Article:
In addition to the cultural, ethnic, and generational characteristics of the deceased and the mourners and their religious, philosophical, and spiritual beliefs, social factors also influence this process. …

The rest of this article is only available to active members of Questia

Already a member? Log in now.

Notes for this article

Add a new note
If you are trying to select text to create highlights or citations, remember that you must now click or tap on the first word, and then click or tap on the last word.
One moment ...
Default project is now your active project.
Project items

Items saved from this article

This article has been saved
Highlights (0)
Some of your highlights are legacy items.

Highlights saved before July 30, 2012 will not be displayed on their respective source pages.

You can easily re-create the highlights by opening the book page or article, selecting the text, and clicking “Highlight.”

Citations (0)
Some of your citations are legacy items.

Any citation created before July 30, 2012 will labeled as a “Cited page.” New citations will be saved as cited passages, pages or articles.

We also added the ability to view new citations from your projects or the book or article where you created them.

Notes (0)
Bookmarks (0)

You have no saved items from this article

Project items include:
  • Saved book/article
  • Highlights
  • Quotes/citations
  • Notes
  • Bookmarks
Notes
Cite this article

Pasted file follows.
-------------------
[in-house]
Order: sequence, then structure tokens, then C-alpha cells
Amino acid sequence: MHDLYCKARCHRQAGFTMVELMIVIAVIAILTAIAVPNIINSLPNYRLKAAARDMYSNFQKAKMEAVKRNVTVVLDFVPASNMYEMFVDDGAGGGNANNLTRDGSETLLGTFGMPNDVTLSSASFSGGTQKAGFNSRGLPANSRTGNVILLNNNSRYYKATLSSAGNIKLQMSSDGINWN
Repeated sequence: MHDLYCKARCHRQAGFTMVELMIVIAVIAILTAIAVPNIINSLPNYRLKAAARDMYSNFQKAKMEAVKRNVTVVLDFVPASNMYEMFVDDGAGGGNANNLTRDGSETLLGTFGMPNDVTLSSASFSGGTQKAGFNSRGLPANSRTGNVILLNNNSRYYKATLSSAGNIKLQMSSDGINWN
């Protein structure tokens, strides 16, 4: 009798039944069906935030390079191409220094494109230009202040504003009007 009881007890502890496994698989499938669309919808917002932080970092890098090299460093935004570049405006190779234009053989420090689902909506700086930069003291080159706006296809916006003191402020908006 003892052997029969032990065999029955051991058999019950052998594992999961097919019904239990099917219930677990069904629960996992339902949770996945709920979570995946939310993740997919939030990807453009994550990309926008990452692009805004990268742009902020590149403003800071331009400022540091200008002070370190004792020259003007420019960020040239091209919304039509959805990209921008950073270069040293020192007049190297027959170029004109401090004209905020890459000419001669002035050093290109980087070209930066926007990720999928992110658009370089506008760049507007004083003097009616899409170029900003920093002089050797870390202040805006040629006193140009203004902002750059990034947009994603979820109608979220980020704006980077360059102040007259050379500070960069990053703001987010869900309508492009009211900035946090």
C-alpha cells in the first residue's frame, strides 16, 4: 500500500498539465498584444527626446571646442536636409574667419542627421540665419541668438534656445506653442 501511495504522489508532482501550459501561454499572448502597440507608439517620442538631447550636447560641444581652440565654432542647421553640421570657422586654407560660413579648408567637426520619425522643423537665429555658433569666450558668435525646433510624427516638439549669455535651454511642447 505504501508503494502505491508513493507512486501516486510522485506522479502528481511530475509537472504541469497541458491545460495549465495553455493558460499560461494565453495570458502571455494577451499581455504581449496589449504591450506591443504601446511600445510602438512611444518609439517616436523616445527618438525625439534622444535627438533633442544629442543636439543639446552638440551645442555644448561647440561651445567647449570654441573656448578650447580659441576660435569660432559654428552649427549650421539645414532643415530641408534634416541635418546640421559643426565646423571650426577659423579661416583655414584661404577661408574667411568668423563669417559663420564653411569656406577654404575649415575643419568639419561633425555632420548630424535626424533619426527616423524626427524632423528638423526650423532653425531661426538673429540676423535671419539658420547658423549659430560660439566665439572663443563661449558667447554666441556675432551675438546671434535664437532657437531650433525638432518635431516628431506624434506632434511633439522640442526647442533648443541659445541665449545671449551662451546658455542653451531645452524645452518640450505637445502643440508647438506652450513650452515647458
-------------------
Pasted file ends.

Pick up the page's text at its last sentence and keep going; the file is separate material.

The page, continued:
Cited article

Style
Citations are available only to our active members.
Buy instant access to cite pages or passages in MLA, APA and Chicago citation styles.

(Einhorn, 1992, p. 25)

(Einhorn 25)

1. Lois J. Einhorn, Abraham Lincoln, the Orator: Penetrating the Lincoln Legend (Westport, CT: Greenwood Press, 1992), 25, http://www.questia.com/read/27419298.

Cited article

What Kind of Funeral? Identifying and Resolving Family Conflicts
Settings

Settings

Typeface
Text size Smaller Larger Reset View mode
Search within

Search within this article

Look up

Look up a word

  • Dictionary
  • Thesaurus
Please submit a word or phrase above.
Print this page

Print this page

Why can't I print more than one page at a time?

Help
Full screen

matching results for page

    Questia reader help

    How to highlight and cite specific passages

    1. Click or tap the first word you want to select.
    2. Click or tap the last word you want to select, and you’ll see everything in between get selected.
    3. You’ll then get a menu of options like creating a highlight or a citation from that passage of text.

    OK, got it!

    Cited passage

    Style
    Citations are available only to our active members.
    Buy instant access to cite pages or passages in MLA, APA and Chicago citation styles.

    "Portraying himself as an honest, ordinary person helped Lincoln identify with his audiences." (Einhorn, 1992, p. 25).

    "Portraying himself as an honest, ordinary person helped Lincoln identify with his audiences." (Einhorn 25)

    "Portraying himself as an honest, ordinary person helped Lincoln identify with his audiences."1

    1. Lois J. Einhorn, Abraham Lincoln, the Orator: Penetrating the Lincoln Legend (Westport, CT: Greenwood Press, 1992), 25, http://www.questia.com/read/27419298.

    Cited passage

    Thanks for trying Questia!

    Please continue trying out our research tools, but please note, full functionality is available only to our active members.

    Your work will be lost once you leave this Web page.

    Buy instant access to save your work.

    Already a member? Log in now.

    Author Advanced search

    Oops!

    An unknown error has occurred. Please click the button below to reload the page. If the problem persists, please try again in a little while.